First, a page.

Hive-minded, complacent subjects, some standing shoulder to shoulder, are situated throughout familiar communal settings. Like the subjects in the works, the paintings themselves hang abnormally close together in the gallery. And where these previously unsettling depictions of close quarters would be considered a common inconvenience, they are now by law considered a violation of social distancing.
A second look at the paintings reveals Colwell’s strategic commentary. At the edge of the overpopulated and over-polluted Pacific in “Litter Beach,” a sign pragmatically reads, “No Swimming.” Once a comment on a false sense of security and little redemption for the human race, “Litter Beach” can now be contextualized as a prophetic reflection of society’s disassociation with obeying the current social standards of mask-wearing. Even the emotionally demanding painting of the unhoused titled, “Encampment” recalls a simpler time in chaos. His broad inclusion of races, ethnicities, and genders reminds the viewer that this quagmire is unsolvable unless we are all accounted for.
A piece of paper that reads, “Social Distancing Guidelines” lies underfoot of a crowd in the nightclub scene painting titled, “Saturday Night Selfie.” In “Crosswalking,” a man’s phone screen says, “New Vaccine” as a cluster of civilians claustrophobically cross the street. In both paintings, masks are rare or non-existent.
A commentary on the past, a contextualized look at the present, and perhaps a harbinger for the future, Colwell’s paintings reflect the ever-growing social discourse that surfaces whenever a new social standard appears.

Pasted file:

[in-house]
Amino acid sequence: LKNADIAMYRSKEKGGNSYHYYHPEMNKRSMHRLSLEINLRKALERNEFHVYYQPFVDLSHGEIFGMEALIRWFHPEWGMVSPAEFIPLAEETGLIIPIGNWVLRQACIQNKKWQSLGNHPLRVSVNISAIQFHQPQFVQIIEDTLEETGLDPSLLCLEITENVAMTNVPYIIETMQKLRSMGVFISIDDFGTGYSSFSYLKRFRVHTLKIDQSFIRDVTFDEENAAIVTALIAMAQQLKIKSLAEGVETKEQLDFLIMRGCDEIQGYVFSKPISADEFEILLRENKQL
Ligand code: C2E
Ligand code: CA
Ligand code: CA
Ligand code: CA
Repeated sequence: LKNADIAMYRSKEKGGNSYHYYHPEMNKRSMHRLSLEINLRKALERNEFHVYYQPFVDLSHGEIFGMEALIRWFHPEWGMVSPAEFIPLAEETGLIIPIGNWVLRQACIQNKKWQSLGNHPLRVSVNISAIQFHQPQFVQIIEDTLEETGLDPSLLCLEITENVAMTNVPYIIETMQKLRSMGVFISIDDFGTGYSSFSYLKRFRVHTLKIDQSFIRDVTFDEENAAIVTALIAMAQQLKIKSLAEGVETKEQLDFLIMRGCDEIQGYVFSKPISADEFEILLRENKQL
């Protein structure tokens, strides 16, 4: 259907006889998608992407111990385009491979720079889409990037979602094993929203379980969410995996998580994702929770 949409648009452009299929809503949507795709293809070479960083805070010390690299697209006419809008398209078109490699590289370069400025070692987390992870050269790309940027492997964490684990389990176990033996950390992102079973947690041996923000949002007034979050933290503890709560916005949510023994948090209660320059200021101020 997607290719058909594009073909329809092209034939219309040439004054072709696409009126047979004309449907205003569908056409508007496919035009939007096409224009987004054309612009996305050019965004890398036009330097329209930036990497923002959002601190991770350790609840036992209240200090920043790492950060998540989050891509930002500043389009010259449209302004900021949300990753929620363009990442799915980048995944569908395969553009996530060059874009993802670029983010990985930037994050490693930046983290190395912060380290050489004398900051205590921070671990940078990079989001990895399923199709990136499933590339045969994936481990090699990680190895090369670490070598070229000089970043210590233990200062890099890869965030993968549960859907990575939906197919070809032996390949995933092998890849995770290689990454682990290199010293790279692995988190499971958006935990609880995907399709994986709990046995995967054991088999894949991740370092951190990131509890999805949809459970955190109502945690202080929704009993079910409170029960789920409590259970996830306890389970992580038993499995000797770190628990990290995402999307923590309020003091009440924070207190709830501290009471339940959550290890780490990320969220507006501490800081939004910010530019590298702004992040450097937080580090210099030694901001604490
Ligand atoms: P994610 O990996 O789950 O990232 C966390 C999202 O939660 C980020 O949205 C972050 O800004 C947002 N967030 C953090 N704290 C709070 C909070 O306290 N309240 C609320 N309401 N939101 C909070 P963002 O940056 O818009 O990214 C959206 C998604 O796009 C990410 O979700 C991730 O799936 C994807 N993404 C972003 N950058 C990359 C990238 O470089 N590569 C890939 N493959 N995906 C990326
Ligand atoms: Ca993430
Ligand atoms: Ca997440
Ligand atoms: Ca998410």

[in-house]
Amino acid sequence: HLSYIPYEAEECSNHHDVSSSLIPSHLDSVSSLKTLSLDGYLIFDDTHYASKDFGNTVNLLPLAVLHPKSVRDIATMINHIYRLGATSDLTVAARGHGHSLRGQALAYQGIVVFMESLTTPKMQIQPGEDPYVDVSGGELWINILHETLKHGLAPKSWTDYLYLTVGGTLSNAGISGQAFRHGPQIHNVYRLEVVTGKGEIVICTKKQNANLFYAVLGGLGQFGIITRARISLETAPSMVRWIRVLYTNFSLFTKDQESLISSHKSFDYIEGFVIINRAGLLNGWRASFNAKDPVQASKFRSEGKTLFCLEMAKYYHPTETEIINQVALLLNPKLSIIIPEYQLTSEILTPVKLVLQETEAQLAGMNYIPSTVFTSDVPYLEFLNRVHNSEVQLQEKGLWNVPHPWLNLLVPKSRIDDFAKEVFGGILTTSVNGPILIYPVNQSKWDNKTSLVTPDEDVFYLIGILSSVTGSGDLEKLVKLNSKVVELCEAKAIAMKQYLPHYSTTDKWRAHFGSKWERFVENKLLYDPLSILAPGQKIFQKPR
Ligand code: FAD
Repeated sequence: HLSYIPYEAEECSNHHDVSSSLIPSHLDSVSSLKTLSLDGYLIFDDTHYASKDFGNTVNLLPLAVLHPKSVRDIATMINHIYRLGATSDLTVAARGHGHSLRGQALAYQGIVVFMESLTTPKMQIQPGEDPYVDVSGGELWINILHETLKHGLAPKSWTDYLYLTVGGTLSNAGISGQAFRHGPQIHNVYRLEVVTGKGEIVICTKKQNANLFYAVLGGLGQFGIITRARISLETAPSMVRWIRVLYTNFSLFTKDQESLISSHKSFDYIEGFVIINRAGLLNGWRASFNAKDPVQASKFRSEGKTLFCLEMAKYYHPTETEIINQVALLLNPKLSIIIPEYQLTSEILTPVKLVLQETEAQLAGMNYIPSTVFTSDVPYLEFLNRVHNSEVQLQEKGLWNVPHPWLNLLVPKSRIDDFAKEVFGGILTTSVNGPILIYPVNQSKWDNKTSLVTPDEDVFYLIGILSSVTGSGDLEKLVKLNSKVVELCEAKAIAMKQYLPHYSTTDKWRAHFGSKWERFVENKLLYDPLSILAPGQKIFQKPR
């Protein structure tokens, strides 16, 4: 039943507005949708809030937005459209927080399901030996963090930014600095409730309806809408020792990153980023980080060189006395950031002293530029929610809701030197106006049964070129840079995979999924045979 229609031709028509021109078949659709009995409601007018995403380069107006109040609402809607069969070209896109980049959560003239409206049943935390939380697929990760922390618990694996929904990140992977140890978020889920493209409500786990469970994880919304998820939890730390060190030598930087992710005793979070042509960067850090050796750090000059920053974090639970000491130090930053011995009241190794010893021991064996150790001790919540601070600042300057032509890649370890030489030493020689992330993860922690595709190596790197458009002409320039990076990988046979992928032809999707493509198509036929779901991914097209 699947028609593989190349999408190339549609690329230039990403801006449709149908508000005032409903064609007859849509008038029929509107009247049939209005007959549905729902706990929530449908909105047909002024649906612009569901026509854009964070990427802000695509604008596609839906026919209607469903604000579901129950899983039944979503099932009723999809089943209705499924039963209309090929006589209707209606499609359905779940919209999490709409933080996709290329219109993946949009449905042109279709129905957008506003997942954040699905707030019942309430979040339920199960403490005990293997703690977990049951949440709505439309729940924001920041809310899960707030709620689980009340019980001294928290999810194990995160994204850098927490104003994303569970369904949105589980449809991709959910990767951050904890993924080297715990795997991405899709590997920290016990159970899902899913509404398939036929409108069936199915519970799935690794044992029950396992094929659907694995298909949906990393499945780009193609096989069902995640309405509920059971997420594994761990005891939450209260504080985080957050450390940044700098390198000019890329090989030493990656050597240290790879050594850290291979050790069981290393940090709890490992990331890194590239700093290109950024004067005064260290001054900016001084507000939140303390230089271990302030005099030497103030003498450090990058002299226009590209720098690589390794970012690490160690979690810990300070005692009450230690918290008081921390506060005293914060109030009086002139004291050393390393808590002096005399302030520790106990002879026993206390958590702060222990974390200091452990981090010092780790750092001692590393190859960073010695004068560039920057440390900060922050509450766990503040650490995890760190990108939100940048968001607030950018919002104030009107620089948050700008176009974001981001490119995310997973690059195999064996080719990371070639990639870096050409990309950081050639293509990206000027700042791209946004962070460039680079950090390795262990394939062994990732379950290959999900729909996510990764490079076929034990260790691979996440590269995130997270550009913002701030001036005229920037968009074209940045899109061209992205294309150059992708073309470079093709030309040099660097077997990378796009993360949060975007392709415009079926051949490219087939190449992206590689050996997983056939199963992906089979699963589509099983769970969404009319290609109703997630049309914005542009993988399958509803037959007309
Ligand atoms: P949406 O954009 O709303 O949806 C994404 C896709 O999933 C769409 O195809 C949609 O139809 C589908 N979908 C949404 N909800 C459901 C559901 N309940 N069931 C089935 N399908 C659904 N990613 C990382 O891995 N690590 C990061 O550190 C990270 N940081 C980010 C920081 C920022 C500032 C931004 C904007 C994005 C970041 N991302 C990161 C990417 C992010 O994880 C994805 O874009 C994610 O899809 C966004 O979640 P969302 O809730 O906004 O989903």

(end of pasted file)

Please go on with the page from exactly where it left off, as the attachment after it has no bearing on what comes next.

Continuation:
Guy Colwell was born in Oakland, California in 1945 and studied briefly at California College of Arts and Crafts where after two years decided to pursue a position at Mattel as a sculptor. Soon thereafter, Colwell was sentenced to two years in Federal prison on McNeil Island after refusing the Vietnam War draft. After his release, Colwell returned to CCAC as a maintenance worker and continued to paint outside of the realm of the institution. From 1972 – 1978 Colwell’s poignant comic, Inner City Romance depicting racial, and sociopolitical injustices debuted and developed a cult following. He lived for a while in the Good Times Commune and worked on the underground newspaper they produced. Starting in 1980, he also worked for Rip off Press but left to join the Great Peace March for Global Disarmament in 1986 where he made route maps for the march and sketched the daily life of the peaceful protestors. He returned to Rip Off press at their new facility in Auburn and explored the Sierra mountains for subject matter until 1992. Colwell never stopped painting and has exhibited his socio-political and controversial paintings extensively in the Bay Area. Colwell’s work has been collected by the Crocker Art Museum in Sacramento and Pritikin Museum in San Francisco.
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